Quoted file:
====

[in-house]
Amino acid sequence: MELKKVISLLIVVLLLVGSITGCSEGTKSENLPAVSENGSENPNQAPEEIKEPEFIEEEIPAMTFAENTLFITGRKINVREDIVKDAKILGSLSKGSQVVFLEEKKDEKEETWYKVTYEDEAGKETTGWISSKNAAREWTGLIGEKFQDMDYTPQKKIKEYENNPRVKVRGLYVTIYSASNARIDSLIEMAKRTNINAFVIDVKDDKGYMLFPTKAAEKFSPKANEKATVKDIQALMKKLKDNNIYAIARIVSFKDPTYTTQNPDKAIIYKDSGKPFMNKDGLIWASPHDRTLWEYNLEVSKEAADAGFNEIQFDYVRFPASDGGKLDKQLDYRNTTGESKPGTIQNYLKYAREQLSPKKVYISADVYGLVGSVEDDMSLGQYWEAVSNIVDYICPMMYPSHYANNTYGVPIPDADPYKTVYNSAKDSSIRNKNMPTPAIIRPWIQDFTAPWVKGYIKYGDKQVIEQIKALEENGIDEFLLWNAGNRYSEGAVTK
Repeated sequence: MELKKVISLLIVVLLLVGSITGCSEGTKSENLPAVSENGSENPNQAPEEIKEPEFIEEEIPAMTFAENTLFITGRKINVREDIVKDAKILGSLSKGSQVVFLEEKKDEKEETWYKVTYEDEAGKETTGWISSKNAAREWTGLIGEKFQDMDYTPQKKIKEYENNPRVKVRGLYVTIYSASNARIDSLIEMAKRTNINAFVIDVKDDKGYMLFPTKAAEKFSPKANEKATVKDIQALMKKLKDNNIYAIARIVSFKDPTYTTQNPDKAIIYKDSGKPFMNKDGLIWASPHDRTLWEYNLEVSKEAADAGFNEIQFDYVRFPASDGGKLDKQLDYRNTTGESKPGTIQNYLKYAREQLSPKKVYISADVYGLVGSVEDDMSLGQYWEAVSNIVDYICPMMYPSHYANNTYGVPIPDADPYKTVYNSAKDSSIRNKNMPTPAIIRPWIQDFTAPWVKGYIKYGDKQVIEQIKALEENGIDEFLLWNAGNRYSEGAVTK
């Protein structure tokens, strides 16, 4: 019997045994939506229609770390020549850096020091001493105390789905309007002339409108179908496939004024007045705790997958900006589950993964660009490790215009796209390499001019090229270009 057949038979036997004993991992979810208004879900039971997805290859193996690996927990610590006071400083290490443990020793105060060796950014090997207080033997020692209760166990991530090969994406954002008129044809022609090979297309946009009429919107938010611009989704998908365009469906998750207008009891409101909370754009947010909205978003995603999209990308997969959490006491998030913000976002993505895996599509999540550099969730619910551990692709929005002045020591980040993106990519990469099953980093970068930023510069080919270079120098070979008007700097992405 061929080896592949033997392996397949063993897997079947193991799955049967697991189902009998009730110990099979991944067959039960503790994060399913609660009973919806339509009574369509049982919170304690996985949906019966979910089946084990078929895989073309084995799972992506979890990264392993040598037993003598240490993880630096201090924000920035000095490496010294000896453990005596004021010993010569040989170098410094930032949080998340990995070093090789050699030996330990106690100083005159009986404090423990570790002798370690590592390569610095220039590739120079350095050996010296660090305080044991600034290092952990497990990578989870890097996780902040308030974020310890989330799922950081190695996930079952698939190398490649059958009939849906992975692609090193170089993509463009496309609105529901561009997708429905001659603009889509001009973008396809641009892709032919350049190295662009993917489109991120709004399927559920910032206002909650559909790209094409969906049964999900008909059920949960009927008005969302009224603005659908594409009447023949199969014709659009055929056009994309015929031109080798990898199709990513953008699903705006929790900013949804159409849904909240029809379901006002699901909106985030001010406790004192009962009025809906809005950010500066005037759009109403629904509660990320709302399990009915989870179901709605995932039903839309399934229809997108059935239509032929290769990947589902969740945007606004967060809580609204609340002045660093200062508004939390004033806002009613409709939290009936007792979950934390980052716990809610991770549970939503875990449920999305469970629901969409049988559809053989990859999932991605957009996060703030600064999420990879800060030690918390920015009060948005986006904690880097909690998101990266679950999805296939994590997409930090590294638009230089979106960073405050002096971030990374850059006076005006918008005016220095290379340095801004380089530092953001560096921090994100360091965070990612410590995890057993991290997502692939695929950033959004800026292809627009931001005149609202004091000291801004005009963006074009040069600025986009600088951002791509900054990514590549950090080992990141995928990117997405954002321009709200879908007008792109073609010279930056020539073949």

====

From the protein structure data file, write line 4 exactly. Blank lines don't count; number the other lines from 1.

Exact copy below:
């Protein structure tokens, strides 16, 4: 019997045994939506229609770390020549850096020091001493105390789905309007002339409108179908496939004024007045705790997958900006589950993964660009490790215009796209390499001019090229270009 057949038979036997004993991992979810208004879900039971997805290859193996690996927990610590006071400083290490443990020793105060060796950014090997207080033997020692209760166990991530090969994406954002008129044809022609090979297309946009009429919107938010611009989704998908365009469906998750207008009891409101909370754009947010909205978003995603999209990308997969959490006491998030913000976002993505895996599509999540550099969730619910551990692709929005002045020591980040993106990519990469099953980093970068930023510069080919270079120098070979008007700097992405 061929080896592949033997392996397949063993897997079947193991799955049967697991189902009998009730110990099979991944067959039960503790994060399913609660009973919806339509009574369509049982919170304690996985949906019966979910089946084990078929895989073309084995799972992506979890990264392993040598037993003598240490993880630096201090924000920035000095490496010294000896453990005596004021010993010569040989170098410094930032949080998340990995070093090789050699030996330990106690100083005159009986404090423990570790002798370690590592390569610095220039590739120079350095050996010296660090305080044991600034290092952990497990990578989870890097996780902040308030974020310890989330799922950081190695996930079952698939190398490649059958009939849906992975692609090193170089993509463009496309609105529901561009997708429905001659603009889509001009973008396809641009892709032919350049190295662009993917489109991120709004399927559920910032206002909650559909790209094409969906049964999900008909059920949960009927008005969302009224603005659908594409009447023949199969014709659009055929056009994309015929031109080798990898199709990513953008699903705006929790900013949804159409849904909240029809379901006002699901909106985030001010406790004192009962009025809906809005950010500066005037759009109403629904509660990320709302399990009915989870179901709605995932039903839309399934229809997108059935239509032929290769990947589902969740945007606004967060809580609204609340002045660093200062508004939390004033806002009613409709939290009936007792979950934390980052716990809610991770549970939503875990449920999305469970629901969409049988559809053989990859999932991605957009996060703030600064999420990879800060030690918390920015009060948005986006904690880097909690998101990266679950999805296939994590997409930090590294638009230089979106960073405050002096971030990374850059006076005006918008005016220095290379340095801004380089530092953001560096921090994100360091965070990612410590995890057993991290997502692939695929950033959004800026292809627009931001005149609202004091000291801004005009963006074009040069600025986009600088951002791509900054990514590549950090080992990141995928990117997405954002321009709200879908007008792109073609010279930056020539073949």